Amazon Prime Day: A Key Battle In The War For Customer Loyalty

The gloves are off for Ama­zon and Wal­mart in the com­pet­i­tive world of ecom­merce. But is there a new kid on the block?

Pat Hong By Pat Hong from Linkdex. Join the discussion » 0 comments

Ama­zon Prime Day is, by many accounts, a bid by the ecom­merce behe­moth to stir-up sum­mer spend­ing by intro­duc­ing a sec­ond day of mass dig­i­tal dis­counts in the vein of Black Fri­day. How­ev­er, the deep­er sto­ry involves a fierce bat­tle for cus­tomer loy­al­ty and mem­ber sub­scrip­tions that is break­ing out in the ecom­merce are­na.

Today Ama­zon is cel­e­brat­ing Prime Day, a one-day-only glob­al shop­ping event that will offer, in the ecom­merce retail­er’s own words, “more deals than Black Fri­day”. Cru­cial­ly, there is one key dif­fer­ence between the two: today’s Prime Day deals will be avail­able exclu­sive­ly to Prime mem­bers, Ama­zon’s $99/year pre­mi­um-mem­ber ser­vice.

Wait… Did Amazon Just Make This Up?

While dig­i­tal mar­keters have long used sea­son­al pro­mo­tions as a means of boost­ing sales, since when did it become accept­able for a brand to cre­ate an event-based sales day around exact­ly that (their brand) and that alone?

Jonathan Alder­son, founder of, a web­site that aims to “bring all of the world’s weird, fun­ny, won­der­ful and bizarre hol­i­days under one roof,” is no stranger to brands look­ing to lever­age “event days”. How­ev­er, there is a obvi­ous risk to Ama­zon’s Prime Day strat­e­gy. Just slap­ping your brand and a hash­tag on a cal­en­dar date or sea­son­al event and expect­ing the asso­ci­a­tion to res­onate is going burn bridges and rep­u­ta­tion pret­ty quick­ly, accord­ing to Alder­son.

If you’re cre­at­ing your own ‘days’, it’s best to decide up front whether it’s essen­tial­ly just a brand­ed sale, such as Prime Day, which does­n’t antic­i­pate build­ing any kind of broad­er com­mu­ni­ty, longevi­ty, or equi­ty in its own right, or whether you’re look­ing at some­thing big­ger. As more brands fill more of them up with their own shal­low ‘deal days’, they’re going to mean less and less – you’re encour­ag­ing con­sumers to be deal-dri­ven and to shop/switch around, rather than build­ing brand asso­ci­a­tion and con­nec­tion,” Alder­son said.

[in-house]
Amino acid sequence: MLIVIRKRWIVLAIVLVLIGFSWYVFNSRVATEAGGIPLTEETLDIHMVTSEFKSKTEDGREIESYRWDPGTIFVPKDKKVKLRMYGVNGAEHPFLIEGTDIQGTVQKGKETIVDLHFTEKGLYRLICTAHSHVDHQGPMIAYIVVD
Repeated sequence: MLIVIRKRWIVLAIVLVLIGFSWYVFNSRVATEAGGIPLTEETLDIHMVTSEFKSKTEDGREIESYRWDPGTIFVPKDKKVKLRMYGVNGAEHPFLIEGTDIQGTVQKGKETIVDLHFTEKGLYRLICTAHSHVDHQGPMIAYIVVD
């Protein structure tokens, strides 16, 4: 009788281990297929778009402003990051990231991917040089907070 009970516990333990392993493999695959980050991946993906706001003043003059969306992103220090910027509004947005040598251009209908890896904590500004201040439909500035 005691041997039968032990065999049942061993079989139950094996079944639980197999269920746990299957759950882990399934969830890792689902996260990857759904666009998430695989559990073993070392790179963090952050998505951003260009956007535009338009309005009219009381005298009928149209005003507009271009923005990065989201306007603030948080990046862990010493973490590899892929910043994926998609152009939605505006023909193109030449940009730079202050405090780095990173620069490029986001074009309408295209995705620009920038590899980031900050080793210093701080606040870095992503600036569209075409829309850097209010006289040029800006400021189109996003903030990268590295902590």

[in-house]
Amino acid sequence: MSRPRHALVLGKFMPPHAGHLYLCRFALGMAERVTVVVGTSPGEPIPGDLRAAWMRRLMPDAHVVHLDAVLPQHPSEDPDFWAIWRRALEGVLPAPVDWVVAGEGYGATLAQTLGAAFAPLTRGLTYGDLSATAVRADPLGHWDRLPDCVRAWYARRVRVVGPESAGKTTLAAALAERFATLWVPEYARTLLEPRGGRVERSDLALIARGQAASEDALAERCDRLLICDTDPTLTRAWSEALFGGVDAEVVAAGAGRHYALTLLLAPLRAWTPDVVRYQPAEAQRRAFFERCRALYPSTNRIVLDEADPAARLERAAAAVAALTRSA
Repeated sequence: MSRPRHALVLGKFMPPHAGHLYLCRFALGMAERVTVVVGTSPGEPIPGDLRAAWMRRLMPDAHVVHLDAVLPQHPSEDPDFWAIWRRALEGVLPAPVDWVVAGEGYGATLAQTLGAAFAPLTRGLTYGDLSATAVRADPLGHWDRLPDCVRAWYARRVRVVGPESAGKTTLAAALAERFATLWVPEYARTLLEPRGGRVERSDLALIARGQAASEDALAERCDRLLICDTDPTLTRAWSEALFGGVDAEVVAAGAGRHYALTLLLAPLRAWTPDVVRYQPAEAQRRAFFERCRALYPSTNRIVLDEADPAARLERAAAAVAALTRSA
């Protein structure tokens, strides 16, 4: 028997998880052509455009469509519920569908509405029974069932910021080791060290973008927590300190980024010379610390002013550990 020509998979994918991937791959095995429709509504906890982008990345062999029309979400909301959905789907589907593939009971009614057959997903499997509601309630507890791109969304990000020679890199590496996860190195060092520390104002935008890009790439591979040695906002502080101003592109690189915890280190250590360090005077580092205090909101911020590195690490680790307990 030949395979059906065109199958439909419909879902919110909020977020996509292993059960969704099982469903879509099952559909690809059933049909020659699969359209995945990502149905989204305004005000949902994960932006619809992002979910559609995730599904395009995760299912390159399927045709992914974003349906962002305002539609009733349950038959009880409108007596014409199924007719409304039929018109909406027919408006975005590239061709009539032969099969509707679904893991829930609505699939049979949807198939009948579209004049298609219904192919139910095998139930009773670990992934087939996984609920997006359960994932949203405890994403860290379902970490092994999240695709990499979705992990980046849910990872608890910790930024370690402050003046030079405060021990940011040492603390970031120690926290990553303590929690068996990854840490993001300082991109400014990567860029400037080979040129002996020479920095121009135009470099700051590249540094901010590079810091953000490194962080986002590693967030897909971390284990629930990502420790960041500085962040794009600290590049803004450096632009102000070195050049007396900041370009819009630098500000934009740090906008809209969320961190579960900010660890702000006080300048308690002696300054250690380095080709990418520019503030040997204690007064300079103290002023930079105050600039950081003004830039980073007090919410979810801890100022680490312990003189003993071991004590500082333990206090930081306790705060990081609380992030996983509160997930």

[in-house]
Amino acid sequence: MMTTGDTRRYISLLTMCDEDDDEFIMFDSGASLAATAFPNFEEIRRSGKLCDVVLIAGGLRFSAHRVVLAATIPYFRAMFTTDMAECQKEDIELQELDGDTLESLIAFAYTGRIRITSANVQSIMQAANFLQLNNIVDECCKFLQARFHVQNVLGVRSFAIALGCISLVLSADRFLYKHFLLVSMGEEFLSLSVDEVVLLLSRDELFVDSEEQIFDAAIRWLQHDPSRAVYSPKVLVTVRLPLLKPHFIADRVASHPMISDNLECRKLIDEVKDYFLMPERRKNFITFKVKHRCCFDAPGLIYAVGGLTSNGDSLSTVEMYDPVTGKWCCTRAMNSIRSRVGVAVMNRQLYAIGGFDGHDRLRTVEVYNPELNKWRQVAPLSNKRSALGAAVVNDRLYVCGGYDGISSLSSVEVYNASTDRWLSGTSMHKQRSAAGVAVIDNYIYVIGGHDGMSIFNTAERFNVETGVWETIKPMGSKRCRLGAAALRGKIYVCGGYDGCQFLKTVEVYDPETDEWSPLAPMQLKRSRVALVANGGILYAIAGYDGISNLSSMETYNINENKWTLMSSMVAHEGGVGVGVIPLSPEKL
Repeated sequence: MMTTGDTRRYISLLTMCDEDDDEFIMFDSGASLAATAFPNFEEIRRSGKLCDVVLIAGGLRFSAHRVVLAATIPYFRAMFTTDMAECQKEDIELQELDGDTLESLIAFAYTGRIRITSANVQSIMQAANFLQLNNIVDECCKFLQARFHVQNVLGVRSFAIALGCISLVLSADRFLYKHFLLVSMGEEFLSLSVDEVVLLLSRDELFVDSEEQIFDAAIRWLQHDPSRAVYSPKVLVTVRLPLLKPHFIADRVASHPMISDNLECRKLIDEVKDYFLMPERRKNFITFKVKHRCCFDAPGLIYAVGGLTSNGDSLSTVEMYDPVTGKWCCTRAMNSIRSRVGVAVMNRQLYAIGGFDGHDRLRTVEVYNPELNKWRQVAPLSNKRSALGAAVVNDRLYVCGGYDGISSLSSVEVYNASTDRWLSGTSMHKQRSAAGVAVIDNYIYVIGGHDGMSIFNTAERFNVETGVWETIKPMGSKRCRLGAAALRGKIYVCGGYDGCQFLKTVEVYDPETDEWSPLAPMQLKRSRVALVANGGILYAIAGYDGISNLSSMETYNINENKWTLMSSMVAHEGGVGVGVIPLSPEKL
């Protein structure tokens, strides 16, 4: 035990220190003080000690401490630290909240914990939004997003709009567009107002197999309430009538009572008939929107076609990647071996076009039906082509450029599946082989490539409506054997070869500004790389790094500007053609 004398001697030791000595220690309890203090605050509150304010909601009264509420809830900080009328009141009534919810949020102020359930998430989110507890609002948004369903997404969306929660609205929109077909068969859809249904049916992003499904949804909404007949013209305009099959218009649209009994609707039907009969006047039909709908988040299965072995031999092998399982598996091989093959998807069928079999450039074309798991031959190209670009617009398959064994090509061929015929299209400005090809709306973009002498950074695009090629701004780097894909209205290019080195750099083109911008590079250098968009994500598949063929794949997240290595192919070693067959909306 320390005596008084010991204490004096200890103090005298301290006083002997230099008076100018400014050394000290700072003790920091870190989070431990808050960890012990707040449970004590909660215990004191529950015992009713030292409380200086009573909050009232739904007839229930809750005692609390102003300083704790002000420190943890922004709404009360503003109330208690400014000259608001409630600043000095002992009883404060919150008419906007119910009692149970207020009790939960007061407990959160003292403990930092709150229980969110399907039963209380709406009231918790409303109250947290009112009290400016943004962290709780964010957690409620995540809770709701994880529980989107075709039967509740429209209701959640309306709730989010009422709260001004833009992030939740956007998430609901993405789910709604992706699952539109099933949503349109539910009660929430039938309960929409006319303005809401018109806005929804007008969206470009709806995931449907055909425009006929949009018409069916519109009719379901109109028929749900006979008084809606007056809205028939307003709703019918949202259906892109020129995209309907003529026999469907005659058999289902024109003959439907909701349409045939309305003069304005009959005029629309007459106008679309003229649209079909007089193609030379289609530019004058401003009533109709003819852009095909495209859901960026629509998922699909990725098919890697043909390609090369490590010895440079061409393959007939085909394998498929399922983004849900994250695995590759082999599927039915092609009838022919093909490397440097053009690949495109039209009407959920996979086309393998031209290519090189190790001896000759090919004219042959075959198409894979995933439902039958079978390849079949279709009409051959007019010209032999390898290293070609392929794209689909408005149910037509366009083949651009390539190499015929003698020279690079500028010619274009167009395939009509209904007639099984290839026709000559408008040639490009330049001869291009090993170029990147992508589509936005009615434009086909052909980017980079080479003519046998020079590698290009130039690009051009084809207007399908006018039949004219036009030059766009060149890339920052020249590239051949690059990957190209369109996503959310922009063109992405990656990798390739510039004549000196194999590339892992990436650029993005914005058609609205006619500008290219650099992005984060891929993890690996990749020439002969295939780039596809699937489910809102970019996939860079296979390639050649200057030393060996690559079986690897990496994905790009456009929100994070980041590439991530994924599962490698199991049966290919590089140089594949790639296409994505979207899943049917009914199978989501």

If you’re think­ing big­ger, about start­ing or engag­ing with an event with a wider mean­ing, then it’s impor­tant to under­stand that event days and micro-hol­i­days are cre­at­ed cel­e­brat­ed and shared ‘as a democ­ra­ti­za­tion of time itself’. These events are, at the heart of it, col­lec­tions of peo­ple who are carv­ing out a place to define, reflect upon, or cel­e­brate the things they hold dear to them,” Alder­son said. “To blunt­ly apply inter­rup­tion mar­ket­ing tech­niques to an estab­lished com­mu­ni­ty won’t cut it. Tread light­ly, and earn a voice in a con­ver­sa­tion which is about more than just you, your prod­ucts, and your cut-price bar­gains.”

While Ama­zon Prime Day will clear­ly have its detrac­tors, the brand has a strong track record in the field. After all, Ama­zon has become one of the biggest brands offer­ing Black Fri­day and Cyber Mon­day dis­counts, and has in recent years tak­en to offer­ing an entire week of heav­i­ly cut price deals.

Exclusive Discounts: A Risky Move?

Exclu­sive to Prime mem­bers. At the risk of sound­ing like a bro­ken record already, this one detail is crit­i­cal to under­stand­ing the rea­son­ing behind the event. It opens up a whole host of ques­tions about the retail­er’s strate­gic moti­va­tions.

First­ly, there’s the nat­ur­al fall­out from con­sumers who feel left out, or who are sim­ply down­right resent­ful of the con­cept of mem­bers-only dis­counts. In the past, con­sumers have made their feel­ings clear about the retail­er’s deci­sion to have one treat­ment for Prime mem­bers, and anoth­er for reg­u­lar users.


While mem­bers-only dis­counts undoubt­ed­ly work effec­tive­ly for retail­ers such as Cost­co, there is a clear con­tin­gent that feel that it isn’t fit­ting for a retail­er that prides itself on cus­tomer-cen­tric val­ues, and pro­vid­ing an excep­tion­al user jour­ney that has tra­di­tion­al sought to make low prices, a diverse prod­uct range, and excel­lent cus­tomer ser­vice avail­able to all.


One user even took to poet­ry to express his dis­taste with Prime Day: